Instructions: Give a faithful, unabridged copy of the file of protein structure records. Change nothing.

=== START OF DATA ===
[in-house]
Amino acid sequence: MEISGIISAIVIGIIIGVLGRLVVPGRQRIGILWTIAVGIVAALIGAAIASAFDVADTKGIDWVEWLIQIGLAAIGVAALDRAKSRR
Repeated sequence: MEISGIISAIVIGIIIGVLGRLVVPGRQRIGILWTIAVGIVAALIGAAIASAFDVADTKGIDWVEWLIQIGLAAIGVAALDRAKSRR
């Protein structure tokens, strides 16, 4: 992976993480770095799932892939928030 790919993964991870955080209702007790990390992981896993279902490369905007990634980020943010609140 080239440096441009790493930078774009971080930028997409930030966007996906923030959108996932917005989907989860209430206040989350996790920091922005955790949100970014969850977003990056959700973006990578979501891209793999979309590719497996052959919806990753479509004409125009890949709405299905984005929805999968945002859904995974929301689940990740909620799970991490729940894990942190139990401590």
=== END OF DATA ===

[in-house]
Amino acid sequence: MEISGIISAIVIGIIIGVLGRLVVPGRQRIGILWTIAVGIVAALIGAAIASAFDVADTKGIDWVEWLIQIGLAAIGVAALDRAKSRR
Repeated sequence: MEISGIISAIVIGIIIGVLGRLVVPGRQRIGILWTIAVGIVAALIGAAIASAFDVADTKGIDWVEWLIQIGLAAIGVAALDRAKSRR
């Protein structure tokens, strides 16, 4: 992976993480770095799932892939928030 790919993964991870955080209702007790990390992981896993279902490369905007990634980020943010609140 080239440096441009790493930078774009971080930028997409930030966007996906923030959108996932917005989907989860209430206040989350996790920091922005955790949100970014969850977003990056959700973006990578979501891209793999979309590719497996052959919806990753479509004409125009890949709405299905984005929805999968945002859904995974929301689940990740909620799970991490729940894990942190139990401590």